Belfast Telegraph

Church of Ireland faces shrinking congregations crisis

By Alf McCreary

The leader of the Church of Ireland has said "we may as well close the doors now" if it cannot solve the problem of falling attendances.

Archbishop Richard Clarke made the comments after it was revealed in a survey that only 15% of Irish Anglicans attend services on Sundays.

This represents just 58,000 out of a total of 378,000 who claim affiliation to the church.

Commenting at the General Synod in Armagh last week, the Primate said: "The statistics present the scale of the missional challenge ahead of us as a church, but nevertheless it is one that if we cannot embrace it with confidence and hope, we may as well close the doors of our churches now.

"We must relate to reality, and we must relate to the future ahead of us." He also admitted that the survey was flawed because the church did not know if it was the same 58,000 who attended on each of the three Sundays.

"This seems unlikely, but we would be unwise in the extreme to assume that there was little or no overlap," he said.

The latest figures also show that only 13% of those attending are between the ages of 12 and 30.

The largest numbers are from the older age groups, with 19% between 46-60 and 24% between 61-74.

The figures also show the gender breakdown, with 57% female and 43% male.

The statistics showed greatly increased attendances at key points of the church year, with 108,000 people attending Christmas Eve/Day services, and 76,000 people going to Church on Easter Day.

One particularly worrying statistic for the Church of Ireland is the narrow gap between baptisms and funerals. The survey recorded 3,700 baptisms, just 200 more than the 3,500 funerals, with 2,300 confirmations and 1,300 weddings each year.

These latest results were contained in a special Church of Ireland parish-based census taken over three Sundays in November 2013, at the request of the previous year's General Synod.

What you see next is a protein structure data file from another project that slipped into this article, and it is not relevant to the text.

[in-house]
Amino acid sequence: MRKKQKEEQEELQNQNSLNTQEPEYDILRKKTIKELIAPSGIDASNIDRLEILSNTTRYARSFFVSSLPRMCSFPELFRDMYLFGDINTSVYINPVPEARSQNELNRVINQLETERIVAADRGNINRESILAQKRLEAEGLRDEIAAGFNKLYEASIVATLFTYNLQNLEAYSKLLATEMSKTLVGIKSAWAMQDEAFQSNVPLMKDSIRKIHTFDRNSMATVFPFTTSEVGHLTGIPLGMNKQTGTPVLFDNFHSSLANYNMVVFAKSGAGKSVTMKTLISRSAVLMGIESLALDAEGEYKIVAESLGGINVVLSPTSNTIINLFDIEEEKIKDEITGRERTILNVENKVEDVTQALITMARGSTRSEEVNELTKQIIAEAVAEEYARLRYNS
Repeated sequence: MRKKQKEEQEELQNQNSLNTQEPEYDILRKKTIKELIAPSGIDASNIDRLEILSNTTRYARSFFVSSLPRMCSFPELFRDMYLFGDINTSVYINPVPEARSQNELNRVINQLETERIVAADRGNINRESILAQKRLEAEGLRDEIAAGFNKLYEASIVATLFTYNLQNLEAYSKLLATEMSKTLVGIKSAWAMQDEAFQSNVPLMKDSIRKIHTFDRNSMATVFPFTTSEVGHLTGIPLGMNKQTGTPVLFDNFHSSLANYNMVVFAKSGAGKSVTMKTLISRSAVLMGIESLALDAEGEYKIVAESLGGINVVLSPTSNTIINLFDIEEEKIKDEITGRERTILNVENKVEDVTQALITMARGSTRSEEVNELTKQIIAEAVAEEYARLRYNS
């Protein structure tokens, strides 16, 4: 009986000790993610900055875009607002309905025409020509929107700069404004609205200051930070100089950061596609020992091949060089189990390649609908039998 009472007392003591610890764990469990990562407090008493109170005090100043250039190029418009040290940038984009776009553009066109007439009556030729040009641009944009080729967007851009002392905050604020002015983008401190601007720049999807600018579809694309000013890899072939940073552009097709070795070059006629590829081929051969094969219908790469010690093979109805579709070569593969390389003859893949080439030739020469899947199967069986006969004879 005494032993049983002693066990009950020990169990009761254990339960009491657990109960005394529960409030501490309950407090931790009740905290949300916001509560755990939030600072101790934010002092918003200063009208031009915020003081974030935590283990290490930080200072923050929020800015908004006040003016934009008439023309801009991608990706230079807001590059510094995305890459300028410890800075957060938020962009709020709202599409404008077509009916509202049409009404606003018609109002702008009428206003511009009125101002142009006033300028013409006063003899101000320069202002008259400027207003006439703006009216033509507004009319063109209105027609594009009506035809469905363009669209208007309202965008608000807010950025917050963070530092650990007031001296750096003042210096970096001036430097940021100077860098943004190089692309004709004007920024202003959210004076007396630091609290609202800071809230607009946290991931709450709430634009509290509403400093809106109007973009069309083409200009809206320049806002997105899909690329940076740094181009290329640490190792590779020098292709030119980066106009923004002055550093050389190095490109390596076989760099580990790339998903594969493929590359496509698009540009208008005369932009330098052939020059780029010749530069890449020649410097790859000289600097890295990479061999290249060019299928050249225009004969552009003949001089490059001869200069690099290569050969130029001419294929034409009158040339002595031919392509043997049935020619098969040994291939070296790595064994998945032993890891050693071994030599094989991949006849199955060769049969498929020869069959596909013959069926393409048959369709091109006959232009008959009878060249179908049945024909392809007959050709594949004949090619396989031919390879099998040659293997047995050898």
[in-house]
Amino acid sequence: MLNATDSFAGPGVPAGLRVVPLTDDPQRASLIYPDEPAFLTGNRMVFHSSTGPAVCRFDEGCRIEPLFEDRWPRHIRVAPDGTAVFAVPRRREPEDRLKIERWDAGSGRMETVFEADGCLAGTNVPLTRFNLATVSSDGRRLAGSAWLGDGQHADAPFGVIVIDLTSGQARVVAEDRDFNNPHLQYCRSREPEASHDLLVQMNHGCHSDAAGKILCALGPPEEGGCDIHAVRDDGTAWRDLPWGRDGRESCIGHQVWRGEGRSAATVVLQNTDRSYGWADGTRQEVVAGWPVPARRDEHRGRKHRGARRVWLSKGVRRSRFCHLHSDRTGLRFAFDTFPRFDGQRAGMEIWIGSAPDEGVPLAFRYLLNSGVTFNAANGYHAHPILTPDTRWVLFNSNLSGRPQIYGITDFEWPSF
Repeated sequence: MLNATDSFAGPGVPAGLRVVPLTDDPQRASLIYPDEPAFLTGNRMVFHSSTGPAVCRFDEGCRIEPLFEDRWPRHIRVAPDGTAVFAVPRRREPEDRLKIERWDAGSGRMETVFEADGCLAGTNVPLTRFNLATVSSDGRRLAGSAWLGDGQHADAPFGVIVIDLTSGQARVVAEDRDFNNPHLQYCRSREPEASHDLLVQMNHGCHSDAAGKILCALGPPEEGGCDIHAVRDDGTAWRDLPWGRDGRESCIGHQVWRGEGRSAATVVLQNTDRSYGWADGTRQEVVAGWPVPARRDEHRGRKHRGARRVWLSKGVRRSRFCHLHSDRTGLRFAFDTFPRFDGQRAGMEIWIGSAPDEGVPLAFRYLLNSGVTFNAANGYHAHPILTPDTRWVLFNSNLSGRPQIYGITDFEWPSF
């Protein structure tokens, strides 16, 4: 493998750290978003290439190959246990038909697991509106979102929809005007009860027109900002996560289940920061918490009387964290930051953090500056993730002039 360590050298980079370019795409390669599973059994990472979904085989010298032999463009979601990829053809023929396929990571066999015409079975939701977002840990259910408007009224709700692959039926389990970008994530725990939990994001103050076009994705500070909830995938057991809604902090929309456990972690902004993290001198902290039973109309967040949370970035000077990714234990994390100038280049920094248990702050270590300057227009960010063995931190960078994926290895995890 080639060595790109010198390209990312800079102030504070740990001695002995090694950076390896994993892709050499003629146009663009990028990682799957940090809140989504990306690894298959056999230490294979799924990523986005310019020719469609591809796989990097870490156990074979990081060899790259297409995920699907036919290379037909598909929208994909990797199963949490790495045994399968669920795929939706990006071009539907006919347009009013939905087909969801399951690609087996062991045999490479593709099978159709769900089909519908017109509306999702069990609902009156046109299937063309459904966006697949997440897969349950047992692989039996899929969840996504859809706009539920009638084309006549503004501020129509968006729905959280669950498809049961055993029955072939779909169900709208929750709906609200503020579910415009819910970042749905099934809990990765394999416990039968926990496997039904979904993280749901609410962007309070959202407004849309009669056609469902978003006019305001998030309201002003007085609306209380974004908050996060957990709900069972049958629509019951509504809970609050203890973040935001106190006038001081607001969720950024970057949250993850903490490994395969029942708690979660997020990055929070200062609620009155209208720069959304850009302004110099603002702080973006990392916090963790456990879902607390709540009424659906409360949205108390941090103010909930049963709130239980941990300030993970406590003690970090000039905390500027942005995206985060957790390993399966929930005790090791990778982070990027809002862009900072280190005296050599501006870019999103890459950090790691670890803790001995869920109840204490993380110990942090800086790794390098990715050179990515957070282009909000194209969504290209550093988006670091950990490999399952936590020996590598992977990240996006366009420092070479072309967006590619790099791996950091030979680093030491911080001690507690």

Attendance figures in the Methodist Church were not available but President-designate, Rev Brian Anderson, said: "It is fair to say that the numbers attending church have reduced generally, and there are more mature congregations in Northern Ireland.

"We are not complacent, and many churches are engaging with those who have no local church connection through some excellent work in the communities they serve.

"However, the trend is the opposite in the Irish Republic, where many of our congregations are growing through the influx of foreigners settling in Ireland and who find a welcome in the Methodist churches."

Meanwhile, a survey in the Catholic Diocese of Down and Connor, the largest in Ireland, showed an average church attendance of 21% for Sunday Mass.

The Diocesan Living Church Review, published in May 2014, revealed that the estimated Sunday Mass attendance in Down and Connor is 72,000 out of the estimated Catholic population of some 350,000.

The age range of younger people attending is broadly similar to the Church of Ireland, with 16% between the ages of 12 and 25.

There is a similar pattern of greater attendance among older people, with 14% between 26-40, and 45% between 41-75.

The gender breakdown also reflects a striking similarity to the Church of Ireland, with a higher proportion of women worshippers (56%) compared to 44% of men.

Comparative figures were not available from the Presbyterian Church, which surveys its members differently.

However, the latest figures indicate only a marginal drop in members from 237,408 in 2012 to 234,579 in 2013.

Belfast Telegraph

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